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Do you ever look under your thuja? I must confess I don't do that very often, especially since my four thujas have grown so big and bushy. But this summer I checked the ground under them more frequently during the drought, and that was my good fortune: I was rewarded with a few dozen of thuja seedlings down there!
My thujas were grown from seeds that I sowed many years ago, before I ever knew I'd have a garden where to plant them. I was just curious to see how a thuja would grow from seed and I got four of them. Later I sowed one more - just before my grandson was born - which I planted one year later, as my grandson's tree, to celebrate his first birthday. When the first four thujas were still shorter than me, I planted pansies around them, but as they grew bushier, no pansy popped out from the seeds anymore in that spot. Those I planted didn't survive without the needed light. In fact, nothing else seemed to survive beneath the thujas, although the shade they provided was keeping the moisture for a longer time than the rest of the garden.
Last year, one of the thujas (the most poorly looking) produced many seed pods. They say it's a sign of stress and I felt sorry for the poor tree. I started to water it more and managed to have a bushy tree this summer, even if it suffered during the hard winter and dry summer. Watering was good not only for the thujas, but also for a few other plants which popped out from seeds around them, a mirabilis, a calendula and a few columbines. They grew very well and even bloomed all summer long. One day I saw a nasty weed growing between those plants and, when I bent down to pull it out, I noticed a few tiny thuja seedlings hiding down there. I probably don't need to tell you how happy I was! I started to count them and they were no less than forty - perfect for a hedge around my house to protect us from the strong winds, especially the blizzards. That sounded like a plan! I had been thinking for some time about having a hedge like that, but I couldn't possibly have afforded to buy so many bushes. These seedlings were a gift!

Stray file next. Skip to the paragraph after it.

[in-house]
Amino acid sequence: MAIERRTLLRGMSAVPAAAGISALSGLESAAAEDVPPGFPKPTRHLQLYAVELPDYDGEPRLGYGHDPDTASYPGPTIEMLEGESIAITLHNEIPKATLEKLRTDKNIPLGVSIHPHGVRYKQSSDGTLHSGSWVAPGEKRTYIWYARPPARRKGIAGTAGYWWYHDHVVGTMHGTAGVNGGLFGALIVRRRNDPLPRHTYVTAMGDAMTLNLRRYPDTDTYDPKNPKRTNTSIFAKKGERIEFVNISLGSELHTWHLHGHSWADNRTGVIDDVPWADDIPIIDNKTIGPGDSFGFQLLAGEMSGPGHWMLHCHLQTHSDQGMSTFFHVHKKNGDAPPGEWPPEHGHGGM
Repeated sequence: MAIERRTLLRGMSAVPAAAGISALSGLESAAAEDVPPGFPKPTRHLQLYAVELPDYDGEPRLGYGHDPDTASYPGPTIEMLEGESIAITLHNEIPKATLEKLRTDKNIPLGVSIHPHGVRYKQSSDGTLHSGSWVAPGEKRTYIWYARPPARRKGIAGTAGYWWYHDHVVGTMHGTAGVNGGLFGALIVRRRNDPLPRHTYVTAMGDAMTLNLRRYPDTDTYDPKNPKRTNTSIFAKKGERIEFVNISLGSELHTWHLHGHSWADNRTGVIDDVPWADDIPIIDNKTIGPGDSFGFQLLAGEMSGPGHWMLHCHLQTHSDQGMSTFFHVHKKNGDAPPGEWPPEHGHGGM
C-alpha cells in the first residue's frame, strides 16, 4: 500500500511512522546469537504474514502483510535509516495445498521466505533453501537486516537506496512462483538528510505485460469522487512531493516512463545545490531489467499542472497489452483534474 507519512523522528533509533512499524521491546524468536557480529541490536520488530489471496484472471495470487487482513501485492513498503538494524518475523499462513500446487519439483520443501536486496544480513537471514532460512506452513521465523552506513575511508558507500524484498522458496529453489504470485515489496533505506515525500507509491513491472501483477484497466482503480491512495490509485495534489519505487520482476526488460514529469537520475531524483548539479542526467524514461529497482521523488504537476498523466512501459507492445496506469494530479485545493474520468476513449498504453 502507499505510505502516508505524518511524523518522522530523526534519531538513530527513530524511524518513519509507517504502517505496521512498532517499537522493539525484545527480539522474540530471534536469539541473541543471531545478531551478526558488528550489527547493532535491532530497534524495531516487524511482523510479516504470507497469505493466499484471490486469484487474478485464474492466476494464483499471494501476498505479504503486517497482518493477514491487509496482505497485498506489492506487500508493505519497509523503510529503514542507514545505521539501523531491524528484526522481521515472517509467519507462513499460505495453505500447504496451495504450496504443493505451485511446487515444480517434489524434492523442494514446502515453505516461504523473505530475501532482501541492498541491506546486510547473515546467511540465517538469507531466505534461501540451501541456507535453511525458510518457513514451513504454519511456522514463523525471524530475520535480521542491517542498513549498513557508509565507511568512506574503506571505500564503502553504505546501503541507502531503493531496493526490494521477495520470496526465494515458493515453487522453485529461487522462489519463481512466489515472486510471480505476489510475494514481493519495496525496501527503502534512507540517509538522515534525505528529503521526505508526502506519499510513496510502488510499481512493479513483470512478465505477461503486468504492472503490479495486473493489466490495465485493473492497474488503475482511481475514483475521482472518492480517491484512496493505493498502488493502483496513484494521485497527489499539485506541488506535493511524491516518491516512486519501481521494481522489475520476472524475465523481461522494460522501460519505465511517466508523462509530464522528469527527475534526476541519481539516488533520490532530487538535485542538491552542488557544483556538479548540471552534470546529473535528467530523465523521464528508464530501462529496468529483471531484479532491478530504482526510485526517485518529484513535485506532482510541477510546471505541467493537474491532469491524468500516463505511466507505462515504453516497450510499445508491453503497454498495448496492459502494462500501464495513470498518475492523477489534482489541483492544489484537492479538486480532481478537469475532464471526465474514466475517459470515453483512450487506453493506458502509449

A few days later I dug out the seedlings, then planted each of them in small plastic pots. Although the thujas are conifers which are drought and freeze resistant, the thuja seedlings wouldn't have made it outside during the winter. I had to be very careful when digging them out. Their roots were deep and thin and not very straight, which made digging difficult. The roots had made their way through the dry soil as well as they could, sometimes obliquely. I had to stick my knife very gently inside the ground, a few inches farther from the seedling, after cleaning the ground from the dry thuja leaves; this way I could see where the seedling came out from the ground. The best way to dig out a seedling is to dig out all its rootball. But this doesn't always happen, especially when digging in almost-dry ground. I managed to cut some of the roots in the process, but not so badly - they still had enough branch roots on them to feed the plant.
I had all forty small plastic pots already filled with soil, so potting went fast. As soon as I dug one seedling out, it went immediately into its pot. After potting all the seedlings, I carried the small pots with my little treasures inside the conservatory, where they are going to stay until next spring when they will be strong enough to be planted outside. In the meantime, they will need repotting and, probably, relocation, as they will grow bigger. But I'm not worried, I have enough room on all the window sills in my home where I can put all the pots. I sadly have to announce that they aren't going to be forty anymore, but thirty nine, because one didn't survive. I knew it was a root I accidentally damaged, but I was hoping it would survive anyway. But it's okay, I think they will be more than enough for my hedges. Next spring I'll have lots of digging to do for burying 39 young thujas. I've already did the measures for the hedges, considering four feet spacing between the thujas and it's perfect. Now I just need to take very good care of my thuja seedlings and grow them healthy and bushy until next spring. This means I will have a lot of gardening activity this winter. Good for me!
About Adina Dosan
I'm a Romanian plants and pets addicted, always happy to share my experience.